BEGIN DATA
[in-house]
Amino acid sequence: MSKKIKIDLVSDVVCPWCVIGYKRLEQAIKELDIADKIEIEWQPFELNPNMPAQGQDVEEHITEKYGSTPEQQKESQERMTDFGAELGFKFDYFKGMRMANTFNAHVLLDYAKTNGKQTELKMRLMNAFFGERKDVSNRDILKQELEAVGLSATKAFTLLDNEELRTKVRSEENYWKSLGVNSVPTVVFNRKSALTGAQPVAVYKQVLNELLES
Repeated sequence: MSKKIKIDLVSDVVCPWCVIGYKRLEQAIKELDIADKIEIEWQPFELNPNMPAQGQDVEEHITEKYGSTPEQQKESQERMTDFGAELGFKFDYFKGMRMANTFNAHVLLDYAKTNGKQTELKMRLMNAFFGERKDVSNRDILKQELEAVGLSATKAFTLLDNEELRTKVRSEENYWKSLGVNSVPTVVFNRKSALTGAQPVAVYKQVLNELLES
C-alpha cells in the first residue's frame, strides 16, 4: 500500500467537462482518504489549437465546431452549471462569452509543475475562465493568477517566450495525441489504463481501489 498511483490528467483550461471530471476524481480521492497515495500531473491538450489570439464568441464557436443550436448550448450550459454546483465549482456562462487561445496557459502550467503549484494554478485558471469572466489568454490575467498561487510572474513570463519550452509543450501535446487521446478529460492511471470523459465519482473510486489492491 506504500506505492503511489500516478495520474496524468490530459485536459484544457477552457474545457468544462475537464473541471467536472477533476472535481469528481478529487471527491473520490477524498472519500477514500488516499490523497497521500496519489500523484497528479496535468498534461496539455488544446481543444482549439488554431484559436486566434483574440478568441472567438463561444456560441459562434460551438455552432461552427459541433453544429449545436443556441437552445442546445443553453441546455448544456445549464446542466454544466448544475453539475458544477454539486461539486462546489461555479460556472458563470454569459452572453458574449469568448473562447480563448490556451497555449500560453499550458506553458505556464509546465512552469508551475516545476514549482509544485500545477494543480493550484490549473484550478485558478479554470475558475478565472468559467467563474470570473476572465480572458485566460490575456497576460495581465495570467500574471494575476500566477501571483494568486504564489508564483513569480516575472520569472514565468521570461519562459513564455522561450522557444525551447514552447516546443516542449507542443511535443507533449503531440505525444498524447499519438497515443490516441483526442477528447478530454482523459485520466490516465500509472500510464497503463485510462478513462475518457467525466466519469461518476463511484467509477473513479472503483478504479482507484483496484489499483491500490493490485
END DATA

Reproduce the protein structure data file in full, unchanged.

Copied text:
[in-house]
Amino acid sequence: MSKKIKIDLVSDVVCPWCVIGYKRLEQAIKELDIADKIEIEWQPFELNPNMPAQGQDVEEHITEKYGSTPEQQKESQERMTDFGAELGFKFDYFKGMRMANTFNAHVLLDYAKTNGKQTELKMRLMNAFFGERKDVSNRDILKQELEAVGLSATKAFTLLDNEELRTKVRSEENYWKSLGVNSVPTVVFNRKSALTGAQPVAVYKQVLNELLES
Repeated sequence: MSKKIKIDLVSDVVCPWCVIGYKRLEQAIKELDIADKIEIEWQPFELNPNMPAQGQDVEEHITEKYGSTPEQQKESQERMTDFGAELGFKFDYFKGMRMANTFNAHVLLDYAKTNGKQTELKMRLMNAFFGERKDVSNRDILKQELEAVGLSATKAFTLLDNEELRTKVRSEENYWKSLGVNSVPTVVFNRKSALTGAQPVAVYKQVLNELLES
C-alpha cells in the first residue's frame, strides 16, 4: 500500500467537462482518504489549437465546431452549471462569452509543475475562465493568477517566450495525441489504463481501489 498511483490528467483550461471530471476524481480521492497515495500531473491538450489570439464568441464557436443550436448550448450550459454546483465549482456562462487561445496557459502550467503549484494554478485558471469572466489568454490575467498561487510572474513570463519550452509543450501535446487521446478529460492511471470523459465519482473510486489492491 506504500506505492503511489500516478495520474496524468490530459485536459484544457477552457474545457468544462475537464473541471467536472477533476472535481469528481478529487471527491473520490477524498472519500477514500488516499490523497497521500496519489500523484497528479496535468498534461496539455488544446481543444482549439488554431484559436486566434483574440478568441472567438463561444456560441459562434460551438455552432461552427459541433453544429449545436443556441437552445442546445443553453441546455448544456445549464446542466454544466448544475453539475458544477454539486461539486462546489461555479460556472458563470454569459452572453458574449469568448473562447480563448490556451497555449500560453499550458506553458505556464509546465512552469508551475516545476514549482509544485500545477494543480493550484490549473484550478485558478479554470475558475478565472468559467467563474470570473476572465480572458485566460490575456497576460495581465495570467500574471494575476500566477501571483494568486504564489508564483513569480516575472520569472514565468521570461519562459513564455522561450522557444525551447514552447516546443516542449507542443511535443507533449503531440505525444498524447499519438497515443490516441483526442477528447478530454482523459485520466490516465500509472500510464497503463485510462478513462475518457467525466466519469461518476463511484467509477473513479472503483478504479482507484483496484489499483491500490493490485